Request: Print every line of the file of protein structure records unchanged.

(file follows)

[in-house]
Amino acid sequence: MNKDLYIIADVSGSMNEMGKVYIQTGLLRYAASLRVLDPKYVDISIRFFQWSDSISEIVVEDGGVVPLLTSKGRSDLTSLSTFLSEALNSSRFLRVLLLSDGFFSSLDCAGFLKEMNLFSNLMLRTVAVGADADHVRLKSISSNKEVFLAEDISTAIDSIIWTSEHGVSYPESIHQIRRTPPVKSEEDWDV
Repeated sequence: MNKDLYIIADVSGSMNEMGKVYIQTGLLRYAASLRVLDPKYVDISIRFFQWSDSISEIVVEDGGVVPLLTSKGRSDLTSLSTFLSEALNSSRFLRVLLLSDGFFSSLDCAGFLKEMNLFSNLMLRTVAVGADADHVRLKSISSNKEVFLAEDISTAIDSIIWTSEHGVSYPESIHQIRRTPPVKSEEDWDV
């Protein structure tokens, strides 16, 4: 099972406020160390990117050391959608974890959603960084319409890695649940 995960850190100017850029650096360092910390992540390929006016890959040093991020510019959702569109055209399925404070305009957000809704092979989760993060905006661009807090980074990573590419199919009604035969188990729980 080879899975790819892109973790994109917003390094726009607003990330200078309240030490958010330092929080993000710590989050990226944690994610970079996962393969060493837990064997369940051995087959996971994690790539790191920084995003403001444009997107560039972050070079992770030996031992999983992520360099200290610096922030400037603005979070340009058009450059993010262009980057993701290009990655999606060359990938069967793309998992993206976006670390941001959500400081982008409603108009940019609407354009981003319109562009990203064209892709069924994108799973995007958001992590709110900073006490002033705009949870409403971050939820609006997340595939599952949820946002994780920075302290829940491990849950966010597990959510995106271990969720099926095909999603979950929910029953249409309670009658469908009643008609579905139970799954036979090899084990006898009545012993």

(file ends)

[in-house]
Amino acid sequence: MNKDLYIIADVSGSMNEMGKVYIQTGLLRYAASLRVLDPKYVDISIRFFQWSDSISEIVVEDGGVVPLLTSKGRSDLTSLSTFLSEALNSSRFLRVLLLSDGFFSSLDCAGFLKEMNLFSNLMLRTVAVGADADHVRLKSISSNKEVFLAEDISTAIDSIIWTSEHGVSYPESIHQIRRTPPVKSEEDWDV
Repeated sequence: MNKDLYIIADVSGSMNEMGKVYIQTGLLRYAASLRVLDPKYVDISIRFFQWSDSISEIVVEDGGVVPLLTSKGRSDLTSLSTFLSEALNSSRFLRVLLLSDGFFSSLDCAGFLKEMNLFSNLMLRTVAVGADADHVRLKSISSNKEVFLAEDISTAIDSIIWTSEHGVSYPESIHQIRRTPPVKSEEDWDV
């Protein structure tokens, strides 16, 4: 099972406020160390990117050391959608974890959603960084319409890695649940 995960850190100017850029650096360092910390992540390929006016890959040093991020510019959702569109055209399925404070305009957000809704092979989760993060905006661009807090980074990573590419199919009604035969188990729980 080879899975790819892109973790994109917003390094726009607003990330200078309240030490958010330092929080993000710590989050990226944690994610970079996962393969060493837990064997369940051995087959996971994690790539790191920084995003403001444009997107560039972050070079992770030996031992999983992520360099200290610096922030400037603005979070340009058009450059993010262009980057993701290009990655999606060359990938069967793309998992993206976006670390941001959500400081982008409603108009940019609407354009981003319109562009990203064209892709069924994108799973995007958001992590709110900073006490002033705009949870409403971050939820609006997340595939599952949820946002994780920075302290829940491990849950966010597990959510995106271990969720099926095909999603979950929910029953249409309670009658469908009643008609579905139970799954036979090899084990006898009545012993």